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When our mind strays from a present activity, our movements become slower and more erratic

Published: 06th February 2023 Last updated: 06th February 2023

When our minds wander during performance of a task, our fine motor movements become slower, less direct and more complex. The deeper our minds wander, the more erratic our fine movements become, indicating greater detachment from the present environment. Our brains process stimuli from the external environment more weakly and brain activity becomes more similar to brain waves that are present during sleep. These are the results of research done by Mariana Dias da Silva-van Riel who will receive her doctorate on February 8.

 These findings are relevant for building applications that can alert us when our minds wander too much while we try to stay focused on a task. 

During many moments during the day, our attention detaches from the world around us and instead focuses on our thoughts and feelings. Dias da Silva investigated the effects of mind wandering with experiments in both the laboratory and in the classroom. Participants performed a task in which they  had to both memorize a stream of letters and perform mathematical operations. One method for mapping students’ mental states was computer mouse tracking. When individuals were not focused on the performing the task, they moved the mouse back and forth aimlessly more often and their movements slowed down. They also made more mistakes in the task.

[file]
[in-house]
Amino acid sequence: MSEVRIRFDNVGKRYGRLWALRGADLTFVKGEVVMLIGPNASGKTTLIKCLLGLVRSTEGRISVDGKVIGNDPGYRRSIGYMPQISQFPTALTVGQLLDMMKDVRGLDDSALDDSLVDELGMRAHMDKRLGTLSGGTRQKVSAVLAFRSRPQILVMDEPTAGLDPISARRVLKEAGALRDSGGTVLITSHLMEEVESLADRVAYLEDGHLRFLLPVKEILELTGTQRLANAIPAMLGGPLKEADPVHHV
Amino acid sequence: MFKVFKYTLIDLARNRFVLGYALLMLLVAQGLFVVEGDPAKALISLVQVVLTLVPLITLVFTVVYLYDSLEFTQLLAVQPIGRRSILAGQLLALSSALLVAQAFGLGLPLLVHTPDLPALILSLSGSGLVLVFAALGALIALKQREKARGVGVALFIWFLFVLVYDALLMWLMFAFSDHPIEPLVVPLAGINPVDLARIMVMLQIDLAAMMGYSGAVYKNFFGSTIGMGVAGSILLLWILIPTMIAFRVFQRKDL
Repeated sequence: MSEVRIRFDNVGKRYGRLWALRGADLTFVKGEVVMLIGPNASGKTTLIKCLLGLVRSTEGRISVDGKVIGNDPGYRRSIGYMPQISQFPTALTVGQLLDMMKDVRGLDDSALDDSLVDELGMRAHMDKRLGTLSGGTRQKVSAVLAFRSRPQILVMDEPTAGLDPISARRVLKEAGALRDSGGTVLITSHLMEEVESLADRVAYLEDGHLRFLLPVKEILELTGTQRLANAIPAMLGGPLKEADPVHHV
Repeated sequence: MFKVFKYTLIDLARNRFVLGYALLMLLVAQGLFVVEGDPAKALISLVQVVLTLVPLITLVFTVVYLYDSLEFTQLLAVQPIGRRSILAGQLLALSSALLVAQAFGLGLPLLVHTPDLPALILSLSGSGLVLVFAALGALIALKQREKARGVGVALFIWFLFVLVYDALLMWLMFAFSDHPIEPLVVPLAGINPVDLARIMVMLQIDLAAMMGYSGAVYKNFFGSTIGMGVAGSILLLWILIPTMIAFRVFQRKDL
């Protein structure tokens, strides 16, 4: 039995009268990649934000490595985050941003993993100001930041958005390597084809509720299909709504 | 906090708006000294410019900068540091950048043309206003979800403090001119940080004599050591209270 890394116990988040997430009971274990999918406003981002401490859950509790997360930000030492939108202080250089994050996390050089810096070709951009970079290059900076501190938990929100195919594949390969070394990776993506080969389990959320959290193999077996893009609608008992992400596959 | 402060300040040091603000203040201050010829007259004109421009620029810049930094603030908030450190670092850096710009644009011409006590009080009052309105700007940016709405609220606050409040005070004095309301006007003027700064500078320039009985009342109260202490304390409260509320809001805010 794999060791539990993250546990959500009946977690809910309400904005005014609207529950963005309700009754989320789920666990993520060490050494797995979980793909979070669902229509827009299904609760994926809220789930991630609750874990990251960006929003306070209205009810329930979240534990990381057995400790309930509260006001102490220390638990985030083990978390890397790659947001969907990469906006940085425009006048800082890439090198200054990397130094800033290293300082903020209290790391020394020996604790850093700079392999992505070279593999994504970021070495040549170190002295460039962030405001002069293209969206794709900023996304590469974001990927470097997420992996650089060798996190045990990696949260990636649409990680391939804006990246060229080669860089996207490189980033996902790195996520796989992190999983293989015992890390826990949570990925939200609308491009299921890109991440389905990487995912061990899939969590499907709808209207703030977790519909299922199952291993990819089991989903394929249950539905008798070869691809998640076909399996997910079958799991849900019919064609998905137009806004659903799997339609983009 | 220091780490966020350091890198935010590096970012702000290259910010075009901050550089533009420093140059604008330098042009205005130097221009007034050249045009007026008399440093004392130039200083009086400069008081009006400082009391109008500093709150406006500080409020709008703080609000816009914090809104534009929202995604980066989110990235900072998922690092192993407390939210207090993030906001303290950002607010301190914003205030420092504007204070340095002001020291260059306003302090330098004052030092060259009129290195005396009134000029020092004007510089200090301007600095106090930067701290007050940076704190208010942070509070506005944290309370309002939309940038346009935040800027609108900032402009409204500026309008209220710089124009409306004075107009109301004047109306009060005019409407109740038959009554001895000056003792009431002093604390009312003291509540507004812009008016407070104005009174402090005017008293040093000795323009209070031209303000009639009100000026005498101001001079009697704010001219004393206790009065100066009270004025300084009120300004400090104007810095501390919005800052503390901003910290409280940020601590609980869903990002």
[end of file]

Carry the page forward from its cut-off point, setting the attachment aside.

Dias da Silva also examined what happens when people are engaged in a monotonous routine task and their minds wander. Individuals whose thoughts wandered more frequently in daily life now reported less varied thought content during the task, suggesting that they were more likely to be absorbed in a single line of thought. She also measured brain activity and found that oscillations typically associated with sleep were also more active during mind wandering.


Applications of her research could include developing a tool that, for example, while driving, alerts us when our minds wander.  Or during an online lecture, an app would be able to monitor student’s online behavior, and nudge them whenever their thoughts stray away. This could have a positive impact on learning.

For more information
Mariana Dias da Silva-van Riel at 4:30 p.m. in the auditorium with live stream. Title dissertation: Grounded or in flight? What our bodies can tell us about the whereabouts of our thoughts? Please contact science editor Tineke Bennema, tel. 013 4668998 or via e-mail: